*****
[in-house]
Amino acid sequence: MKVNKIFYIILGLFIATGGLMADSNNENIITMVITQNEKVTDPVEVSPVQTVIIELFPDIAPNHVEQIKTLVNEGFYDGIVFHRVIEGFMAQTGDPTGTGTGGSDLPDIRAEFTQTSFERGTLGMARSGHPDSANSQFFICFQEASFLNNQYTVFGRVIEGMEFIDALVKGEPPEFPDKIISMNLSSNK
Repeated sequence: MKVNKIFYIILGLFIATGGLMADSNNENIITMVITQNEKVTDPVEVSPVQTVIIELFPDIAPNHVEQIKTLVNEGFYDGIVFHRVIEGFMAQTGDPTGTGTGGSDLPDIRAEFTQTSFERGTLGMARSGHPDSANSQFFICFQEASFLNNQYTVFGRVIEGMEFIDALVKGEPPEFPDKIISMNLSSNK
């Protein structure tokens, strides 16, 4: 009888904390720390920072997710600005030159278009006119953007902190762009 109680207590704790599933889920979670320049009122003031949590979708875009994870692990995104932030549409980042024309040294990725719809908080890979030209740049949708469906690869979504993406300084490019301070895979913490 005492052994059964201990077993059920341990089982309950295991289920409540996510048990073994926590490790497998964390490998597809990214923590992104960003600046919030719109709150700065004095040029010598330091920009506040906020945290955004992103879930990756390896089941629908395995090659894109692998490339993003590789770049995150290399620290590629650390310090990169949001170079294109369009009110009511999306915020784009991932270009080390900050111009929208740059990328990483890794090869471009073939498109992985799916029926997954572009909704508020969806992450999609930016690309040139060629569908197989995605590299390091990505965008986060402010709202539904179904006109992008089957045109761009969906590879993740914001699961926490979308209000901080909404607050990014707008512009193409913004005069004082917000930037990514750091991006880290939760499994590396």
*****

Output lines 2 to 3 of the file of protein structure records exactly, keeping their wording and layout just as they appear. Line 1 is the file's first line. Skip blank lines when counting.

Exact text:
Amino acid sequence: MKVNKIFYIILGLFIATGGLMADSNNENIITMVITQNEKVTDPVEVSPVQTVIIELFPDIAPNHVEQIKTLVNEGFYDGIVFHRVIEGFMAQTGDPTGTGTGGSDLPDIRAEFTQTSFERGTLGMARSGHPDSANSQFFICFQEASFLNNQYTVFGRVIEGMEFIDALVKGEPPEFPDKIISMNLSSNK
Repeated sequence: MKVNKIFYIILGLFIATGGLMADSNNENIITMVITQNEKVTDPVEVSPVQTVIIELFPDIAPNHVEQIKTLVNEGFYDGIVFHRVIEGFMAQTGDPTGTGTGGSDLPDIRAEFTQTSFERGTLGMARSGHPDSANSQFFICFQEASFLNNQYTVFGRVIEGMEFIDALVKGEPPEFPDKIISMNLSSNK